Jason Segel, if nothing else, is a man of many influences. In this week’s episode of Indiewire Influencers, he talks with Indiewire Editor in Chief Dana Harris about “Primal Fear,” Roald Dahl books, Jimmy Stewart and Peter Sellers’ performance in “Being There” – and that’s just the beginning. In many ways, the culmination of those combined cultural experiences shapes his work as David Foster Wallace in James Ponsoldt’s “The End of the Tour.” In playing the late, beloved writer, Segel found a challenge that had been lingering on his periphery for a while.
For Segel, making the transition from high school athlete to aspiring comedian to respected actor came with its own challenges. “You spend a lot of time privately,” Segel explained, “saying ‘If I only had this kind of material’ or ‘If people really knew what I was capable of’ and then when you’re given the opportunity, all of a sudden, you’re confronted with the possibility that you might be wrong.”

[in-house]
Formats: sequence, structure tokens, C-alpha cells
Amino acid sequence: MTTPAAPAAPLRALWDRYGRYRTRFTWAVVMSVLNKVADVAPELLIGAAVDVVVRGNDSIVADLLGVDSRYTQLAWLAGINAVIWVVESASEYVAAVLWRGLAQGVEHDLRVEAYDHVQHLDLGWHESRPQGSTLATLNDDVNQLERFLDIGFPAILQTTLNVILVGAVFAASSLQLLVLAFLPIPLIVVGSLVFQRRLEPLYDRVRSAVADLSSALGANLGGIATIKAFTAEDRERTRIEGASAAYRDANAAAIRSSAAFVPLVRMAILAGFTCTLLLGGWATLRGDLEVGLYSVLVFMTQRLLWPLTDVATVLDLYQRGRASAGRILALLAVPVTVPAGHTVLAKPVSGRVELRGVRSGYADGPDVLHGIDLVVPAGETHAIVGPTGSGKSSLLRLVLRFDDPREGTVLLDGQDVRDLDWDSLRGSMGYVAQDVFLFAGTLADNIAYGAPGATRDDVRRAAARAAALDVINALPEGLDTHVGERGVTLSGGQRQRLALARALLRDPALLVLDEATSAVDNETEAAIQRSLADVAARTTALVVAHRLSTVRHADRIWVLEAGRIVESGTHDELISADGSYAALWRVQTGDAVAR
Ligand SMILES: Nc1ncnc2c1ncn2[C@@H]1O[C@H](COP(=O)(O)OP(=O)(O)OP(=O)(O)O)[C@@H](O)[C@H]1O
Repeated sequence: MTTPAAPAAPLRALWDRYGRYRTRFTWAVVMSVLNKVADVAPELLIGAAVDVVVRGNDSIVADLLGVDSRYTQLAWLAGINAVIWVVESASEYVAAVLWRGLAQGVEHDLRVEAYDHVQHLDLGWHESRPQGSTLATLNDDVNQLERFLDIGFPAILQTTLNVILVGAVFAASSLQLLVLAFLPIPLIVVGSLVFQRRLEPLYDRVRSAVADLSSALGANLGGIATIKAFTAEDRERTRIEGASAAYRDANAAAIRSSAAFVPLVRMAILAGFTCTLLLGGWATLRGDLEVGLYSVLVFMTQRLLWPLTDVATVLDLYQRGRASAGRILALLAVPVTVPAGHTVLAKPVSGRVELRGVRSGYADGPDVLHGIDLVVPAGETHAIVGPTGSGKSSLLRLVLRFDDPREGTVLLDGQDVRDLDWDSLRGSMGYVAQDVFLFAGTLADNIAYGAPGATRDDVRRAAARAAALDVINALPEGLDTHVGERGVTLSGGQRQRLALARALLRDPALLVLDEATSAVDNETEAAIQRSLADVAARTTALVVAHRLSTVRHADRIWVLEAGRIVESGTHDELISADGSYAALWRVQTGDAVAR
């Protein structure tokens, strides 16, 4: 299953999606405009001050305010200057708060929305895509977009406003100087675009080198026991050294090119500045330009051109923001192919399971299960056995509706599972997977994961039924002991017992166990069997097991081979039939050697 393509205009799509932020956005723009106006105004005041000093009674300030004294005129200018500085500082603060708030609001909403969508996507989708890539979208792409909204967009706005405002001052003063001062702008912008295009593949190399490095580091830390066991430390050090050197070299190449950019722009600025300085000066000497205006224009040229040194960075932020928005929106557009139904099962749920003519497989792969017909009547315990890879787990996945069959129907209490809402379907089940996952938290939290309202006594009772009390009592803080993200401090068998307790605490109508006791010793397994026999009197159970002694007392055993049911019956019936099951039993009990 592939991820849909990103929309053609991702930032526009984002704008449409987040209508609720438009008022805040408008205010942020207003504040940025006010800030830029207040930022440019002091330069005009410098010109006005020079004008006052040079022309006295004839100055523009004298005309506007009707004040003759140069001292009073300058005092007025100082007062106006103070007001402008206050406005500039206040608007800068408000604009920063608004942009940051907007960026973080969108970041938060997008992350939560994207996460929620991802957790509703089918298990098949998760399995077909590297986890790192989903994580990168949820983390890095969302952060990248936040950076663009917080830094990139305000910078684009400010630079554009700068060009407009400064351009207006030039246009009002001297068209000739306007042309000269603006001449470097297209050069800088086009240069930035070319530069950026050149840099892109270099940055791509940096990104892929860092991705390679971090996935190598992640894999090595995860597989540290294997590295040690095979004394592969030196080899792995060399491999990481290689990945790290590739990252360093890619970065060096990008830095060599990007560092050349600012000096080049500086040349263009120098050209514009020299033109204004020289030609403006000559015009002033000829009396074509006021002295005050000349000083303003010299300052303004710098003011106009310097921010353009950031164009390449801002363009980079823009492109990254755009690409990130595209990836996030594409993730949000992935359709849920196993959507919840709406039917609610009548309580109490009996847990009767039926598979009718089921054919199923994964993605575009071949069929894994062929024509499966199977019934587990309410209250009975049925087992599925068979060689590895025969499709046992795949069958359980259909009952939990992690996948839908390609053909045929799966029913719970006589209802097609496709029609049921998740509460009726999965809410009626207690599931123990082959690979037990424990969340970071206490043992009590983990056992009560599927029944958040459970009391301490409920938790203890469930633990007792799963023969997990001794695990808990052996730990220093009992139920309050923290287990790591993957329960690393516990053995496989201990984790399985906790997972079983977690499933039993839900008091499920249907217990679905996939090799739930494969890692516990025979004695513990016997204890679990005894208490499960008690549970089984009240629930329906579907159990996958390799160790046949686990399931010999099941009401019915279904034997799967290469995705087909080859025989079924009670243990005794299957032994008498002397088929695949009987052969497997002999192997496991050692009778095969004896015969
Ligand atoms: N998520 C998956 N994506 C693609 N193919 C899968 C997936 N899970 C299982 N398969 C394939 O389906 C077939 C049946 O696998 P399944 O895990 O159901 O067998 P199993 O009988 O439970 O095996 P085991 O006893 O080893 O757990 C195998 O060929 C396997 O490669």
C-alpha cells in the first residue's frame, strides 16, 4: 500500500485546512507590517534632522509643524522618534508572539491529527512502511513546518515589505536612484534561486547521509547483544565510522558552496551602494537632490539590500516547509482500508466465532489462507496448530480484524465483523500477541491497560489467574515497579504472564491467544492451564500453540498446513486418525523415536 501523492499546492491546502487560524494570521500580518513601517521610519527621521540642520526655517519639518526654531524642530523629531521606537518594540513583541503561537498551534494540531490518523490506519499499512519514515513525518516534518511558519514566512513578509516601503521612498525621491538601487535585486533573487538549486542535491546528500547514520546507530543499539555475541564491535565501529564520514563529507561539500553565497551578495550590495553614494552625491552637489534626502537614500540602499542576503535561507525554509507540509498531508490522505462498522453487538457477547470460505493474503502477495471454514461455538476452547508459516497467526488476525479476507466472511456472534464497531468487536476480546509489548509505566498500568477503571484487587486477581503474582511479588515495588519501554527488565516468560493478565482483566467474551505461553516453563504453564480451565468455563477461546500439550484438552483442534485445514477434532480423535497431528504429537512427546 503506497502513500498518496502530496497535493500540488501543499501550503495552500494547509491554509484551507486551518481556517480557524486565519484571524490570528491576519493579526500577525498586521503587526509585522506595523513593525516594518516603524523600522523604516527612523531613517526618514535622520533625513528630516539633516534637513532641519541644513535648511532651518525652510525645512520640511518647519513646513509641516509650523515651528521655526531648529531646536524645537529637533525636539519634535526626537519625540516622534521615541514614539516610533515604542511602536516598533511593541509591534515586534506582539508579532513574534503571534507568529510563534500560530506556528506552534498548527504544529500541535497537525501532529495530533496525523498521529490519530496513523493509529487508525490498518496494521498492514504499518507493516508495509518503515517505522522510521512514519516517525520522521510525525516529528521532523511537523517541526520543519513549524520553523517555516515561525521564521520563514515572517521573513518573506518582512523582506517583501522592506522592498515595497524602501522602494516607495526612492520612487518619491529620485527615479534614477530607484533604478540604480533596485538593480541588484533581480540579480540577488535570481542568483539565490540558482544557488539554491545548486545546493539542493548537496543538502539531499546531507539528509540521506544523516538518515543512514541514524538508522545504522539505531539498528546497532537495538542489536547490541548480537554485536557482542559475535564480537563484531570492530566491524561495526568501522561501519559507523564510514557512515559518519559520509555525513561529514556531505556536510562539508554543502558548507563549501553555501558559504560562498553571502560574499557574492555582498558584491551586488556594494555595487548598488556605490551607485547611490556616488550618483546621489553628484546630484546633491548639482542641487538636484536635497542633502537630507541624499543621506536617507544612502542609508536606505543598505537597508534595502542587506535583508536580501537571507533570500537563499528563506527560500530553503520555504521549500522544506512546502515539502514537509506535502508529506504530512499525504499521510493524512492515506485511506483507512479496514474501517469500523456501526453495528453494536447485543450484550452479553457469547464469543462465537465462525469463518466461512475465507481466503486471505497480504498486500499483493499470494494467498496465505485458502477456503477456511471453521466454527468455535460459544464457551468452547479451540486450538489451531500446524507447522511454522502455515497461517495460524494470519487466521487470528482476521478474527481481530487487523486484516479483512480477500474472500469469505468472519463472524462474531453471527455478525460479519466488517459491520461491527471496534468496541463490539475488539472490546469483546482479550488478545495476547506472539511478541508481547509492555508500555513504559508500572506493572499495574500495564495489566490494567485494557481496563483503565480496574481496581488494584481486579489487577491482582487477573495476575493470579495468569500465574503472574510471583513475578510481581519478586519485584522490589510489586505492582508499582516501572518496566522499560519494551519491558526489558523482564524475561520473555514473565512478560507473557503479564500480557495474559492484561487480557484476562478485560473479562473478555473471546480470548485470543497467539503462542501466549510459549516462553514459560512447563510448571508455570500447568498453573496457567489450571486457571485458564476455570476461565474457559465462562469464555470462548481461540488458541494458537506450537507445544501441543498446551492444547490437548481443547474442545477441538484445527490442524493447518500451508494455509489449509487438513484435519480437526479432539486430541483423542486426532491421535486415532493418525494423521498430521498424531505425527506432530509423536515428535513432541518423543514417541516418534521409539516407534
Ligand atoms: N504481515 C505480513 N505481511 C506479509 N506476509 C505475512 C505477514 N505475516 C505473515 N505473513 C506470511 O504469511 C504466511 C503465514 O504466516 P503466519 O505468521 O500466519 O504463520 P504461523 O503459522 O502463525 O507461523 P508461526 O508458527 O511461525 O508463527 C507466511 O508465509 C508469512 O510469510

That opportunity came from Ponsoldt, who had a sincere, if unexpected way of summarizing why Segel might be the perfect fit for the part. “He said that in all my comedy, he could see something sad behind my eyes,” Segel said, adding that “He also said that it was important that we not approach the part with too much gravitas… and to remember that he was a dude.”
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For more, including which 90s one-hit wonder led to a surprising portion of the conversation that inspired the film, listen to the full interview above.
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